The New Costs of Not Traveling
I had planned to visit JupyterCon, the global conference about the projects I work on for a living, in Paris this past week. AWS was a key sponsor of JupyterCon 2023, and we made several big announcements at this conference, including the official debut of Jupyter AI, an open source project that my team has been building since late last year. My team’s talk about Jupyter AI attracted a big crowd to a big room. I also booked a short vacation in Brussels before the conference, to relax a bit and get used to the time change. About six hours before my departing flight last week, I tested positive for COVID-19 and had a 101.5°F (38.6°C) fever, and I chose to cancel everything.
My fever only lasted a few days, and I tested negative for COVID this past Monday and Wednesday. My cough and fatigue lasted a bit longer, though, and current protocols would have required me to mask up at all times while indoors — and I had planned to be indoors at the conference center all day long, for four days of my trip. I found no reasonable way to continue the trip as planned, so I instead spent a morning trying to cancel transportation (successfully), event tickets (ditto), and hotels (no luck). I also broke the news to my teammates, two of whom went to the conference, and to the many other open source Jupyter collaborators who I had hoped to meet for the first time after a year and a half of working together.
Especially on that chaotic day of travel cancellations, I was hurt more emotionally than physically. I had been looking forward for months to meeting one of my AWS teammates and dozens of Jupyter collaborators in person for the first time. The trip was going to offer a little vacation time, and the conference venue was in the 19th arrondissement in northeastern Paris, a part of the city I had never visited before. Instead, I found myself racked with guilt and self-blame for having been exposed to some variant of the virus that I wasn’t yet immune to, despite four vaccine shots and at least two prior infections. My teammates, friends, and family have been supportive and positive, and I’ve been recovering without major problems.
Before I cancelled everything, I consulted JupyterCon’s health and safety guidelines, which read, in part, “Individuals should not attend the event if they are COVID-positive, are exhibiting COVID symptoms (as defined by the CDC), or have been exposed, within 10 days prior to the event, to someone who was COVID-positive or showed COVID symptoms.” One of my first thoughts after testing positive, based on my experience going to Europe last year and facing no questions about COVID until I was about to re-enter the U.S., was that the E.U. would probably let me in this year despite my fever and my positive, undisclosed, COVID diagnosis. I might have even made it to the conference, feeling well enough to sit in a chair, talk about my projects, and so forth. Instead, I decided to follow the published guidelines and stay home. I didn’t want to be patient zero of JupyterCon 2023’s version of the infamous “con flu”. The U.S. public health emergency that precipitated a lot of those precautions ended on May 11, during JupyterCon. I wonder how future events, not just future JupyterCons, will adapt to countries where COVID-19 is no longer, officially, an emergency situation.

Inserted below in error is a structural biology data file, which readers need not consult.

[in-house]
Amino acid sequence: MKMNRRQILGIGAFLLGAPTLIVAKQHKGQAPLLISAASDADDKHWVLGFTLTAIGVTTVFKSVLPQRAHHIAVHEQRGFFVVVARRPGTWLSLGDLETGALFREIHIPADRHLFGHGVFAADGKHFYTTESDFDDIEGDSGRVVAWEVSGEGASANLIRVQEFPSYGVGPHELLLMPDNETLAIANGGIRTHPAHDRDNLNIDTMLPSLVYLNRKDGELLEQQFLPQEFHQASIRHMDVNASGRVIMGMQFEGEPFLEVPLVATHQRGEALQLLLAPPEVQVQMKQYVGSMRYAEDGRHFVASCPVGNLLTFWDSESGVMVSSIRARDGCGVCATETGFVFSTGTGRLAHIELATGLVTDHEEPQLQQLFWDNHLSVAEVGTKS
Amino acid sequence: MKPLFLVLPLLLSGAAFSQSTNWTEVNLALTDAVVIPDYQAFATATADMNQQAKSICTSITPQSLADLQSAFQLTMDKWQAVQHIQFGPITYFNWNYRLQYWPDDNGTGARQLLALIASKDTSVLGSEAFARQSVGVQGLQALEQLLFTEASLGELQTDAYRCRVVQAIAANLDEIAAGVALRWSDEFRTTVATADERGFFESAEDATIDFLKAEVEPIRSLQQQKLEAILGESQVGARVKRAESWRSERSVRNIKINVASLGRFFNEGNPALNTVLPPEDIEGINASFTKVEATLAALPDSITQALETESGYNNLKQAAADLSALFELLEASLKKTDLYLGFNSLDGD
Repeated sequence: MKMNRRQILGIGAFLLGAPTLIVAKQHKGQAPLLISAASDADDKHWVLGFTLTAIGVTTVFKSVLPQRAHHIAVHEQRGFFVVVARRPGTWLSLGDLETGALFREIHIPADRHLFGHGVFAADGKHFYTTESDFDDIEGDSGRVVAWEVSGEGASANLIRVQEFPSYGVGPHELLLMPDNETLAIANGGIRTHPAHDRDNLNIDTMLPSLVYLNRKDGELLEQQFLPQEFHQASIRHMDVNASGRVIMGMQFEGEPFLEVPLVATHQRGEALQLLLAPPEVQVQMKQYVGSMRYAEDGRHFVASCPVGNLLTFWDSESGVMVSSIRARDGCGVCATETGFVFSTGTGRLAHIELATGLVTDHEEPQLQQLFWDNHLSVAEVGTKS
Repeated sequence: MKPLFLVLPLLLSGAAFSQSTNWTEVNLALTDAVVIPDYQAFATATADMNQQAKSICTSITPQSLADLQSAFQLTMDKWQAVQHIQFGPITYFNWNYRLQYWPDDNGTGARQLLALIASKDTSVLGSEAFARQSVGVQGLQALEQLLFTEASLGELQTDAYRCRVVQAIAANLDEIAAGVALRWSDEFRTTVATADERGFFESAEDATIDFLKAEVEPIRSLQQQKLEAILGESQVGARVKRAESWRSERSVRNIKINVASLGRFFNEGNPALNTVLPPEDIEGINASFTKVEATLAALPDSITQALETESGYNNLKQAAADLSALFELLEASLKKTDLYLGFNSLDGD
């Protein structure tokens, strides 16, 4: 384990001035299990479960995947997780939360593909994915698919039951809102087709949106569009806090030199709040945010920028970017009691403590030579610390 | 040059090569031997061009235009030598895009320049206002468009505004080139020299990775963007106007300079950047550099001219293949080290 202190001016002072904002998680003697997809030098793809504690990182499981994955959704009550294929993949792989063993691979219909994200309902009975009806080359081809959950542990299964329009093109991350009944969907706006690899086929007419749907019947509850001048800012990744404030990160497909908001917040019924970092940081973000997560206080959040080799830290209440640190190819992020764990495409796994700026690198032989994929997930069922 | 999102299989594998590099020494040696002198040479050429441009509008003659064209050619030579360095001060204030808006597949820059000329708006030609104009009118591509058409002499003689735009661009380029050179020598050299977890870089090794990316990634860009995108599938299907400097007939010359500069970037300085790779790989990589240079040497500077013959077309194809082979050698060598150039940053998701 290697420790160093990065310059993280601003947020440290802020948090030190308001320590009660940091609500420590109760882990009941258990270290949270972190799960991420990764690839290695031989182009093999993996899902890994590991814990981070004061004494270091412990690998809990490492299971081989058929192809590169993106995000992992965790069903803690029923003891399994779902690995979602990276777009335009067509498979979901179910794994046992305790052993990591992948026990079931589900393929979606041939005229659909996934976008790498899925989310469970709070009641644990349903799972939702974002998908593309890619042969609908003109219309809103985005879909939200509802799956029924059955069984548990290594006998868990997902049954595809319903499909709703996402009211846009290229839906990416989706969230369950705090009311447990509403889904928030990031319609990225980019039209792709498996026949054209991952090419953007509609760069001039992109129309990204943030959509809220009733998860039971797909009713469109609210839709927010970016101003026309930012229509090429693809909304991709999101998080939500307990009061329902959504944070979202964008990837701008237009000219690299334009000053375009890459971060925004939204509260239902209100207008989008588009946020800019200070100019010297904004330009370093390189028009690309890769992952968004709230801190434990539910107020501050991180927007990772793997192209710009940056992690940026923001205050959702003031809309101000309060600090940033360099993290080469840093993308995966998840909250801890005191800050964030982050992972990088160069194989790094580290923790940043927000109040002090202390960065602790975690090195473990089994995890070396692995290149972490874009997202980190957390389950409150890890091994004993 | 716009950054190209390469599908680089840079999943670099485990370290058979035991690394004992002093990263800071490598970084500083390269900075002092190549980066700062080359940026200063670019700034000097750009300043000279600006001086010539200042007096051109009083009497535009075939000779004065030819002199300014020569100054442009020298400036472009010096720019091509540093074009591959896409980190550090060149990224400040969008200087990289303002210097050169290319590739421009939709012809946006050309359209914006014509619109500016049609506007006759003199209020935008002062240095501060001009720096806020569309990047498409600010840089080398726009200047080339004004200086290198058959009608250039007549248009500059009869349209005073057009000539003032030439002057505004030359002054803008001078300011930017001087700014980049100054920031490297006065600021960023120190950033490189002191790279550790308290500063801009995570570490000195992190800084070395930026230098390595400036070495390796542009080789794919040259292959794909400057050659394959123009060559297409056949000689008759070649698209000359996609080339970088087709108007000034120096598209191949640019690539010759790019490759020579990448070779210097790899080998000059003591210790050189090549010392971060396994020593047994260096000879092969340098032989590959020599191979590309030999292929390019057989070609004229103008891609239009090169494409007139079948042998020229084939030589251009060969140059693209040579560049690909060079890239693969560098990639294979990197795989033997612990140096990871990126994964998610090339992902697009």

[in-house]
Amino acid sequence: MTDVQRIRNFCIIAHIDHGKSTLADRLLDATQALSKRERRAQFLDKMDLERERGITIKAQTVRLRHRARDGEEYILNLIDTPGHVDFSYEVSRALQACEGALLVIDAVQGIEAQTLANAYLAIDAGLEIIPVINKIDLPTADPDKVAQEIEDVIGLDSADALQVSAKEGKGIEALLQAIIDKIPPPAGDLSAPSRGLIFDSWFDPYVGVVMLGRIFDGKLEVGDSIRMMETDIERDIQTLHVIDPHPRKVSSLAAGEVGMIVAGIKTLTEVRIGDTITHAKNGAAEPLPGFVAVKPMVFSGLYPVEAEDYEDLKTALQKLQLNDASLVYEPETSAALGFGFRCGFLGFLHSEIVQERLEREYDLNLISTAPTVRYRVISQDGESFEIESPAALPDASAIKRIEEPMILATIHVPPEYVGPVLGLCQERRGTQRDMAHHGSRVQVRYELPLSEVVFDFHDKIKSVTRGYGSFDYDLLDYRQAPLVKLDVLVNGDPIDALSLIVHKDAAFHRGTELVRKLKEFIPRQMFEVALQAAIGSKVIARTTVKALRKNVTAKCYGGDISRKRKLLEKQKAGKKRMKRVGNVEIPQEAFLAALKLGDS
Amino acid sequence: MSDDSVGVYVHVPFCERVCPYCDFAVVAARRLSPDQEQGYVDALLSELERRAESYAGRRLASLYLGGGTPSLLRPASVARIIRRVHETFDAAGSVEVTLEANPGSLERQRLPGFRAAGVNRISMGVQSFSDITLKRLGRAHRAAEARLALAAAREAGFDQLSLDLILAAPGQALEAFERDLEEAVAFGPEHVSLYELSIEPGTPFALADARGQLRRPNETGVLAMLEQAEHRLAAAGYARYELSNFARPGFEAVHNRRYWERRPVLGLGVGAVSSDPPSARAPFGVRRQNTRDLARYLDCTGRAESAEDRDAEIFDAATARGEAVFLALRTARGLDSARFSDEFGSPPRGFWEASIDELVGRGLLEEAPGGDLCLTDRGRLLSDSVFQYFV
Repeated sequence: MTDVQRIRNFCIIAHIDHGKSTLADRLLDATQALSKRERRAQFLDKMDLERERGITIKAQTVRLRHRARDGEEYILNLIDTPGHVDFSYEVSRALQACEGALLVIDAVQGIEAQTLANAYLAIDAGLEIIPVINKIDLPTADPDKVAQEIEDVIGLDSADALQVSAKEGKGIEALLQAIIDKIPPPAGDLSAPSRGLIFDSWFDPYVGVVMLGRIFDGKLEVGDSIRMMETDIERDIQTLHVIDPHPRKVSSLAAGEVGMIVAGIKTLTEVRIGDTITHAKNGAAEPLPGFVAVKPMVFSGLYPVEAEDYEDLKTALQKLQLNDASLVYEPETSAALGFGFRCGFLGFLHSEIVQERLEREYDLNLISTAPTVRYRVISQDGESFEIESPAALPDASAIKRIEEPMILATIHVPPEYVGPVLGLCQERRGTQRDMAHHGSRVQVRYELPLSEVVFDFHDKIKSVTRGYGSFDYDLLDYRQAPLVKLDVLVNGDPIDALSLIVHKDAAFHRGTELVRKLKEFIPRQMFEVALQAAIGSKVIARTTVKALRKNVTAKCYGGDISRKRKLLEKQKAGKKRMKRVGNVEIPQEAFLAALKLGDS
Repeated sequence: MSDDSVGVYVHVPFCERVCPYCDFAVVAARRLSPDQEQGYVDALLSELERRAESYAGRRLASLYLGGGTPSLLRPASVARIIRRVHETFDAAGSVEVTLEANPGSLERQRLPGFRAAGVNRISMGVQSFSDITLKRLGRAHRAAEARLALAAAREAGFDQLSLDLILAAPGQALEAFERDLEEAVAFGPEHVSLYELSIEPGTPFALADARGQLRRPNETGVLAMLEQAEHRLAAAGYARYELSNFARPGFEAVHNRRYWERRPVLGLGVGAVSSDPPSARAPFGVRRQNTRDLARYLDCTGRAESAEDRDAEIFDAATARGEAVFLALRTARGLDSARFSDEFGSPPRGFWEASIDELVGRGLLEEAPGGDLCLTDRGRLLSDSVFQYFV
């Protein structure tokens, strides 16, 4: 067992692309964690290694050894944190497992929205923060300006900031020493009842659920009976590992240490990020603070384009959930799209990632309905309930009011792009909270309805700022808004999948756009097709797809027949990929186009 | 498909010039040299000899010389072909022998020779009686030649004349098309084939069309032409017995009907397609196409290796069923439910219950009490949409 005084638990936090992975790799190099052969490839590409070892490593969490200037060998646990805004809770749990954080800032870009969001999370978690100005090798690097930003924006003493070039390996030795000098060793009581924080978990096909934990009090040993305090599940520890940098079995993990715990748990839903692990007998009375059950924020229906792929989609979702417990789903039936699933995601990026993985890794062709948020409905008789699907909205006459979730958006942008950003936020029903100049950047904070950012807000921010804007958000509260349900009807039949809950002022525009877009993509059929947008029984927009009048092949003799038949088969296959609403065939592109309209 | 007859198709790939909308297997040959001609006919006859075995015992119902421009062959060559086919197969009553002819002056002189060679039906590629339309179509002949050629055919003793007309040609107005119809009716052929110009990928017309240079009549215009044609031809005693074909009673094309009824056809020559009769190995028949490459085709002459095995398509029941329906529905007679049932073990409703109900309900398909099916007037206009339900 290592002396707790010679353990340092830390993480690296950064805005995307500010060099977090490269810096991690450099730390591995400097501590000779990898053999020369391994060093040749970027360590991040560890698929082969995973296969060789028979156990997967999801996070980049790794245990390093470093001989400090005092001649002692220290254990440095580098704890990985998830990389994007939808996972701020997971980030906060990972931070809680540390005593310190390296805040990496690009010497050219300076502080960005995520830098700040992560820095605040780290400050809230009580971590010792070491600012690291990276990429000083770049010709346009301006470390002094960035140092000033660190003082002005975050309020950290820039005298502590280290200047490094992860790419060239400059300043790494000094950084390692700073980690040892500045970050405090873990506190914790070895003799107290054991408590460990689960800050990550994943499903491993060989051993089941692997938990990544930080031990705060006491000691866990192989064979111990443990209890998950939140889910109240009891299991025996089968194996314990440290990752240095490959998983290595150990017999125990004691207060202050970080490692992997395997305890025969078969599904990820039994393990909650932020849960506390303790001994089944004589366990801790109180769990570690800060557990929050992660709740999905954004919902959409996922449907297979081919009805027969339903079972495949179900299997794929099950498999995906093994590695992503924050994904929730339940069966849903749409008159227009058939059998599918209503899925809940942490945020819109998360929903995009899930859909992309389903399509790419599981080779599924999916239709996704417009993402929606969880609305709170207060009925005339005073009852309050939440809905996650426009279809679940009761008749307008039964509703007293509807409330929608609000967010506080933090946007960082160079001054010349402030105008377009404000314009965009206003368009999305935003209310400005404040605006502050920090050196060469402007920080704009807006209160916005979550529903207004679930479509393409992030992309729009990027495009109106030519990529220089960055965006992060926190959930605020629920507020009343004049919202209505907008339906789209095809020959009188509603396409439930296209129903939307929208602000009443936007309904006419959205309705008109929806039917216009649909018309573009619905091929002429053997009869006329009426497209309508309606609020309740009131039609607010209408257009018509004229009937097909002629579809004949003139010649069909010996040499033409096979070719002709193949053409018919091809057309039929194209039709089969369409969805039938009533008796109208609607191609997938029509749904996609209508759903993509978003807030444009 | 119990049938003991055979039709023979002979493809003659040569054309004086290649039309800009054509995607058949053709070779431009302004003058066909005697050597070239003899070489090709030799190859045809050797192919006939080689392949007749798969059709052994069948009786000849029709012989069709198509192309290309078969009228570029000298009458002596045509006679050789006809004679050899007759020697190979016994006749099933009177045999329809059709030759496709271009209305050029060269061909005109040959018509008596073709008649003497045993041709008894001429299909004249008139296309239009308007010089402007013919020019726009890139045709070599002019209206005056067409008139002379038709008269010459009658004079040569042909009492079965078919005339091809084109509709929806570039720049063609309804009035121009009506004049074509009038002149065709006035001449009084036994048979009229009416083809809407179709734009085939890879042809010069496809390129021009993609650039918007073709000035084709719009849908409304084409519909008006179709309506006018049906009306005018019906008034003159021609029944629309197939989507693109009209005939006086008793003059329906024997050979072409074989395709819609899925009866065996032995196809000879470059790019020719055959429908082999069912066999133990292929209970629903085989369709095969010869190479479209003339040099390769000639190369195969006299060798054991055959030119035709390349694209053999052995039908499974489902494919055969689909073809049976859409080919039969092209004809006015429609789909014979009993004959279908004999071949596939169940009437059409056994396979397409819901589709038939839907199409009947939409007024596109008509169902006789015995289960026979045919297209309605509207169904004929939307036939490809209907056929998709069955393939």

I still intend to stay home, whether by working from home or rescheduling or cancelling travel, when I’m not feeling well. This also means that I should be booking travel tickets and hotel rooms that are refundable, even if they cost more than the non-refundable rooms I’ve been booking for most of my life. The two hotels I booked for my Europe trip were both affiliated with the multinational Accor chain, and both of them declined my request for a refund, since I had chosen a rate that was prepaid and nonrefundable. (Googling “Accor COVID” turned up a few optimistic business news stories, but no recent anecdotes about sympathetic hotel managers.) Refund policies, credit policies, and travel insurance were all things that I largely ignored prior to COVID, but to me, they are important for any trip I book in the future.
Despite this bad experience, I am still planning to go to other events, including other indoor conferences and conventions, as long as I’m feeling healthy before I go. In addition, I plan to be cautious in the days or weeks before a major event, masking up indoors and avoiding riskier events. Having spent most of this decade sitting at home out of an abundance of caution, I don’t want to spend the rest of my existence in isolation. Here’s hoping I can stay healthy and enjoy the next big event.